While representing a major chain of food stores as outside PR counsel, I brought in a Forbes reporter in hopes of having her write a company profile. The food chain had been doing very well, had an interesting story, and there was no negative news associated with the company. The reporter’s 2-hour interview with the CEO went very well. He answered all of her questions in a direct manner, and she did not present any questions that suggested an intention to write anything other than a positive story. The CEO winked at me on the way out the door, as if to say, “Nice job.”

Two weeks later, I picked up the phone, and the CEO screamed, “Have you seen the article in Forbes?” I said no, and he yelled, “When you read it, you’ll know why you’re fired!” He slammed down the phone.

I scrambled to get a copy of Forbes, and read what was a total hatchet job. The reporter had nothing positive to say about my client’s company. My fingers trembled with anger as I dialed the reporter. She picked up, and I asked her, “How could you possible write that story?” There was a long pause, then she said, “I didn’t like the way your client treated his secretary.” Then she hung up. That experience taught me that you can never count on positive coverage. Press relations is always a crap shoot.

3. Admit When You Don’t Know the Answer

As head of public relations at a very large financial services company, I spoke on a regular basis with seasoned journalists who always knew far more than I did about complex, arcane topics. I received a call one day from a Wall Street Journal reporter regarding a press release we had just issued involving a stock split. He asked me a question that I didn’t really understand, but my ego did not allow me to admit to him that I didn’t know the correct answer. His question was simple, requiring me to select one of two possible responses. Playing the odds, I picked one, hoping it was correct.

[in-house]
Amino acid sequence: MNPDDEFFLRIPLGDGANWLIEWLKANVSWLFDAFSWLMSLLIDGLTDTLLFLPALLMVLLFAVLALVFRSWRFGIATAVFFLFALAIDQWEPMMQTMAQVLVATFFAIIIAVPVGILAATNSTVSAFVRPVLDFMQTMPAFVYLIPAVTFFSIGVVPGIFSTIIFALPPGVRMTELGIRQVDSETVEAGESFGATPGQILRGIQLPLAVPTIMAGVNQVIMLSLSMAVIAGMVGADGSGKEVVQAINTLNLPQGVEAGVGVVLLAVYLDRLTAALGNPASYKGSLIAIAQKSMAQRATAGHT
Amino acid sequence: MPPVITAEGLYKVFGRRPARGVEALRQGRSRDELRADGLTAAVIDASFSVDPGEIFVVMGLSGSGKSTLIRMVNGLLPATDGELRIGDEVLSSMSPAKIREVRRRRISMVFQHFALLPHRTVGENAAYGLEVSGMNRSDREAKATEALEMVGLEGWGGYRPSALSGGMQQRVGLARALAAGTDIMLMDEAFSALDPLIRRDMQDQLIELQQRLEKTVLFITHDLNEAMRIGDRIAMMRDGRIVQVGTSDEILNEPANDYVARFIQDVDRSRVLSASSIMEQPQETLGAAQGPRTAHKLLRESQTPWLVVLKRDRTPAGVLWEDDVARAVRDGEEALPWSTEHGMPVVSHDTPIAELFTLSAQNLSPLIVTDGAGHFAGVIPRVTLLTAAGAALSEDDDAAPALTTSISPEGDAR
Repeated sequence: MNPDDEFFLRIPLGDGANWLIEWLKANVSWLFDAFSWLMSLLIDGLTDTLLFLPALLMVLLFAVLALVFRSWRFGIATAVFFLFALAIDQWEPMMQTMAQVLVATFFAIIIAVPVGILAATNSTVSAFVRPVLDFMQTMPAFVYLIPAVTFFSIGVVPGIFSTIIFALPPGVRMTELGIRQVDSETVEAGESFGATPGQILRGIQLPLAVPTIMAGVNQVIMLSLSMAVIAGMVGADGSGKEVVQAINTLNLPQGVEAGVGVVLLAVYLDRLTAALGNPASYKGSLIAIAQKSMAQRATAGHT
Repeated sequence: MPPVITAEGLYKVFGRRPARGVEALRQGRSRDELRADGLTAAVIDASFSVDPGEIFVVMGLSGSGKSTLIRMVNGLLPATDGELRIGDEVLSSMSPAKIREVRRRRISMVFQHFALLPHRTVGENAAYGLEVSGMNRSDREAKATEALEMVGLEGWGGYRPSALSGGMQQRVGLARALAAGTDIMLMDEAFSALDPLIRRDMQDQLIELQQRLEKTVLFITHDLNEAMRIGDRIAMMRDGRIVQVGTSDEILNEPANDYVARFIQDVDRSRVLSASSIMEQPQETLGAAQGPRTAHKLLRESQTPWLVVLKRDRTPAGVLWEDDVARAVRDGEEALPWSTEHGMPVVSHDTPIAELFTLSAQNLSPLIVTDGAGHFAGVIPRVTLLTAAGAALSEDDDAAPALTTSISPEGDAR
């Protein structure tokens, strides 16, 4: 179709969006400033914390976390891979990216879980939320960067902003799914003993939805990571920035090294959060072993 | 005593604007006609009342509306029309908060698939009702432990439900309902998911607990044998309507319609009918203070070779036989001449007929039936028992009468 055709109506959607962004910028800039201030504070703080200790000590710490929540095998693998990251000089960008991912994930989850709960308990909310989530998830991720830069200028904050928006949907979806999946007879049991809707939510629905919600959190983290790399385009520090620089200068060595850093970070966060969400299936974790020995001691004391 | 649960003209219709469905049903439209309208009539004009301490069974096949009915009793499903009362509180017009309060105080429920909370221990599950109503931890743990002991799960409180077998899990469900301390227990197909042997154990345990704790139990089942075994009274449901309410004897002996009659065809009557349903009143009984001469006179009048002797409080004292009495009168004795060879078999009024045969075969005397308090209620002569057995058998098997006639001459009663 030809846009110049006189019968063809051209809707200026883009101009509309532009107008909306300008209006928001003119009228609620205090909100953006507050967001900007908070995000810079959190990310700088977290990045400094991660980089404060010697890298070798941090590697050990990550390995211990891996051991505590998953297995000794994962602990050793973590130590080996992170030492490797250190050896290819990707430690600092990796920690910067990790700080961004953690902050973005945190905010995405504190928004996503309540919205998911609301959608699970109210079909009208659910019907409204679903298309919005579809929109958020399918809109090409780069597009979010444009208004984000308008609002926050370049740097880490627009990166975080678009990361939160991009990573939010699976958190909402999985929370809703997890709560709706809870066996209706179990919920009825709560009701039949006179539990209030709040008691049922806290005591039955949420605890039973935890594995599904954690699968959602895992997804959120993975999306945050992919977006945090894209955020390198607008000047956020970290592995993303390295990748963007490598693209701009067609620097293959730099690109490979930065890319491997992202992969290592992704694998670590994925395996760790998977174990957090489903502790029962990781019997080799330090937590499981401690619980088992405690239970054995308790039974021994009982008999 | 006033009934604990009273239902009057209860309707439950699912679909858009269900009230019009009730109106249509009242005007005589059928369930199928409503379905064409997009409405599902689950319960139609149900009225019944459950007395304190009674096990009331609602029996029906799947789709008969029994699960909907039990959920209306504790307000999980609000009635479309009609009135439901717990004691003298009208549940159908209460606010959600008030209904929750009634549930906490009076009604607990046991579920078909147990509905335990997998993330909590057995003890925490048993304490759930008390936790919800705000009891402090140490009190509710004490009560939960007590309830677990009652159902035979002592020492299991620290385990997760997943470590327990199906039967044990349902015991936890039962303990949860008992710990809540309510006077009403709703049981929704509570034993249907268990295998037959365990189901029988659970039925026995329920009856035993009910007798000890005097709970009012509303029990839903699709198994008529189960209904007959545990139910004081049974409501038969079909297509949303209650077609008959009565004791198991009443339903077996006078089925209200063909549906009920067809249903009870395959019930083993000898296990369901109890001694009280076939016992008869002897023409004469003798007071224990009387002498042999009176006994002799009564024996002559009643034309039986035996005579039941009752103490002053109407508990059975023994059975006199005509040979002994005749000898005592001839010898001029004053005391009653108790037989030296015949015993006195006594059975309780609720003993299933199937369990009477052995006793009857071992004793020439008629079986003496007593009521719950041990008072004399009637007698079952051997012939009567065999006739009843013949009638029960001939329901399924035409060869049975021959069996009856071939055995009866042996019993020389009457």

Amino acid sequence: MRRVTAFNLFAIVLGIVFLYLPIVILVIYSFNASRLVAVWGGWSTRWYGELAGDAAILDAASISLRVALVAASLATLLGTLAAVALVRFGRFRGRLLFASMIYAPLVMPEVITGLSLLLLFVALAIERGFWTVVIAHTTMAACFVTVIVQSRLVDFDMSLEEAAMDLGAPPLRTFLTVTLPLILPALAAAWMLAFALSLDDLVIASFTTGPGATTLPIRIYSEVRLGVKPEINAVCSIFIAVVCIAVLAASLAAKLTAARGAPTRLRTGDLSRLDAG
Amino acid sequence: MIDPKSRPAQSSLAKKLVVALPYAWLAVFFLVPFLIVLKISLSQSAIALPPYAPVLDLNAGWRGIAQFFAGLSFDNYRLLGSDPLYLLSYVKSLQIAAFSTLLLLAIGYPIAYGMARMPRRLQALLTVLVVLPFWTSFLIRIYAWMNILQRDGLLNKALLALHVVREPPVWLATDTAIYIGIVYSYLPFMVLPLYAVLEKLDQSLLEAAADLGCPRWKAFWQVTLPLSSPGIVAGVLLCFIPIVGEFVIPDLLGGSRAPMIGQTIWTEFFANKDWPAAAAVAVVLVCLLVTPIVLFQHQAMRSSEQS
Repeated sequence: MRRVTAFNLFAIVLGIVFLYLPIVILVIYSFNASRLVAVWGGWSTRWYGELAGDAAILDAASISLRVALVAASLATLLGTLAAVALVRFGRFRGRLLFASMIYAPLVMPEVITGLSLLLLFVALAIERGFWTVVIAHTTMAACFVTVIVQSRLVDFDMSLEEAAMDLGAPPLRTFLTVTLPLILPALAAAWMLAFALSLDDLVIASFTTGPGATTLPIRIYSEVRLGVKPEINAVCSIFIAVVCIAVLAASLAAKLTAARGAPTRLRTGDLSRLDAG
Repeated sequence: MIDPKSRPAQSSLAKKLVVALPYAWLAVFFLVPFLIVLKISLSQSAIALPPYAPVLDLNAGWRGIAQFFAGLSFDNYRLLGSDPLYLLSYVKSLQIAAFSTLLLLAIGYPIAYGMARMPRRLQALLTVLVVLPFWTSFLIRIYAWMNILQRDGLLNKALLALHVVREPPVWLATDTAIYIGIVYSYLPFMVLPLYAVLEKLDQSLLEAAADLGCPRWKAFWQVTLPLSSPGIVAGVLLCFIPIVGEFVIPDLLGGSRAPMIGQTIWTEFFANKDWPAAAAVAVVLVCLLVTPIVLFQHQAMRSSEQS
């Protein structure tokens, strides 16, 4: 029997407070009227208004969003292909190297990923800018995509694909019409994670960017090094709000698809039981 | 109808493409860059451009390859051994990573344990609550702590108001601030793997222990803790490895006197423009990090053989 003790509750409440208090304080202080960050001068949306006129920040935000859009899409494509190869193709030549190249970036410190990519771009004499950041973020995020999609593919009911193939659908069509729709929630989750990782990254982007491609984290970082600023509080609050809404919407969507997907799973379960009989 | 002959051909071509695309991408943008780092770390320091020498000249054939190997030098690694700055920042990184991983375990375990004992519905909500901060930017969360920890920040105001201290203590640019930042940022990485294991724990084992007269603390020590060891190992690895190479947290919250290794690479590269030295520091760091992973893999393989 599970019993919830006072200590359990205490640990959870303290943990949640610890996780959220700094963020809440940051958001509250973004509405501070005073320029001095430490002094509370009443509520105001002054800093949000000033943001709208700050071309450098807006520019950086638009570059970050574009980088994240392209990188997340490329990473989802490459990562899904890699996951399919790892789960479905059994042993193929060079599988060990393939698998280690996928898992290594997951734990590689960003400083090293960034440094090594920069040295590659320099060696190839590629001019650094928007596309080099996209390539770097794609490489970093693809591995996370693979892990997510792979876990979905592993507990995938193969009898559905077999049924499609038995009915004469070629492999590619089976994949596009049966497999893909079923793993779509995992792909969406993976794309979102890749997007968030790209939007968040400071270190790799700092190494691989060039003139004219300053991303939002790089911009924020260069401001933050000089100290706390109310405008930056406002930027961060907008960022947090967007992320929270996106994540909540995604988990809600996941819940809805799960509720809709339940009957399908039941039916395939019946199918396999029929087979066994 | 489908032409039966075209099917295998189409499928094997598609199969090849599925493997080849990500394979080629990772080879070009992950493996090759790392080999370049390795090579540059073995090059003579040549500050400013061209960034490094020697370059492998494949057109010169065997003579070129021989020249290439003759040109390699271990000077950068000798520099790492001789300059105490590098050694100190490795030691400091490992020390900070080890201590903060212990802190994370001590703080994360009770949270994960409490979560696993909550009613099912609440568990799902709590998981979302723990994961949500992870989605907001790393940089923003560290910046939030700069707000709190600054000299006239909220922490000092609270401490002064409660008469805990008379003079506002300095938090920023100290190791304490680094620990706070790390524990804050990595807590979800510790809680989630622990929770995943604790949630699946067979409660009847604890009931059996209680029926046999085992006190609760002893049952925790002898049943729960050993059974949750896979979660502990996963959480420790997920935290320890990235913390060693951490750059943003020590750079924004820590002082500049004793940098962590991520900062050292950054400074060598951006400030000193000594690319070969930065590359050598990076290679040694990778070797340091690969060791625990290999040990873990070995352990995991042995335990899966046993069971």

The next morning, in a flashback from my Amex days, the firm’s CEO walked into my office with a copy of the Wall Street Journal, asking who had spoken with the reporter who covered the stock split. I had picked the wrong response to the reporter’s question, and the error had been published. For a second time, I was lucky to keep my job, but groveled in the follow-up call to the reporter, asking for a clarification in the next issue. I’ve never made that same mistake, and now consider admission of ignorance a badge of courage.

4. A Reporter’s Ego Can Derail Fair Coverage

While representing a new advertising agency, I arranged an interview for the agency co-founders with a well-known New York Times columnist who covered their industry. My clients were elated at the prospect of being featured in such a respected, widely read column. But when the story appeared, some of the key facts regarding the agency were reported incorrectly.